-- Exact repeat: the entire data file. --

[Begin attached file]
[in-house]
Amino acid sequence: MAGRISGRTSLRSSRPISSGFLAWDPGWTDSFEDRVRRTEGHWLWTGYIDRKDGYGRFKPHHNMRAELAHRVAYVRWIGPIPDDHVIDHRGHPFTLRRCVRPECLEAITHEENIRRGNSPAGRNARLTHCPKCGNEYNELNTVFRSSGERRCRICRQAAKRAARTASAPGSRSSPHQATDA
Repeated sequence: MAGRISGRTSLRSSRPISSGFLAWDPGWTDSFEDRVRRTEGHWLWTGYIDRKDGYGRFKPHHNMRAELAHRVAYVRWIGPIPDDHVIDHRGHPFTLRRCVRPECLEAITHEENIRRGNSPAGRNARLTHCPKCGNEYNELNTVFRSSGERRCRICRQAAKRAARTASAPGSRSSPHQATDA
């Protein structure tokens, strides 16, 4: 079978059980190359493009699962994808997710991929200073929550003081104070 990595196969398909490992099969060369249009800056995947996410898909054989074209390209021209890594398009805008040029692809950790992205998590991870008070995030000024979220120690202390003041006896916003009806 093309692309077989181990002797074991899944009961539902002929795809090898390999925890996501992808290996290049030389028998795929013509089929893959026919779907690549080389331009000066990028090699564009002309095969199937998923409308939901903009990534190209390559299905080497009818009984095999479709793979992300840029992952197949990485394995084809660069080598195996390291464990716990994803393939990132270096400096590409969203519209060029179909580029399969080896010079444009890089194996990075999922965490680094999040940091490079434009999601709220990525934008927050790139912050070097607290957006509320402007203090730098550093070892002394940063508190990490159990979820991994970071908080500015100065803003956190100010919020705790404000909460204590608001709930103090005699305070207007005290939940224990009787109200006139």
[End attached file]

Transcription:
[in-house]
Amino acid sequence: MAGRISGRTSLRSSRPISSGFLAWDPGWTDSFEDRVRRTEGHWLWTGYIDRKDGYGRFKPHHNMRAELAHRVAYVRWIGPIPDDHVIDHRGHPFTLRRCVRPECLEAITHEENIRRGNSPAGRNARLTHCPKCGNEYNELNTVFRSSGERRCRICRQAAKRAARTASAPGSRSSPHQATDA
Repeated sequence: MAGRISGRTSLRSSRPISSGFLAWDPGWTDSFEDRVRRTEGHWLWTGYIDRKDGYGRFKPHHNMRAELAHRVAYVRWIGPIPDDHVIDHRGHPFTLRRCVRPECLEAITHEENIRRGNSPAGRNARLTHCPKCGNEYNELNTVFRSSGERRCRICRQAAKRAARTASAPGSRSSPHQATDA
């Protein structure tokens, strides 16, 4: 079978059980190359493009699962994808997710991929200073929550003081104070 990595196969398909490992099969060369249009800056995947996410898909054989074209390209021209890594398009805008040029692809950790992205998590991870008070995030000024979220120690202390003041006896916003009806 093309692309077989181990002797074991899944009961539902002929795809090898390999925890996501992808290996290049030389028998795929013509089929893959026919779907690549080389331009000066990028090699564009002309095969199937998923409308939901903009990534190209390559299905080497009818009984095999479709793979992300840029992952197949990485394995084809660069080598195996390291464990716990994803393939990132270096400096590409969203519209060029179909580029399969080896010079444009890089194996990075999922965490680094999040940091490079434009999601709220990525934008927050790139912050070097607290957006509320402007203090730098550093070892002394940063508190990490159990979820991994970071908080500015100065803003956190100010919020705790404000909460204590608001709930103090005699305070207007005290939940224990009787109200006139």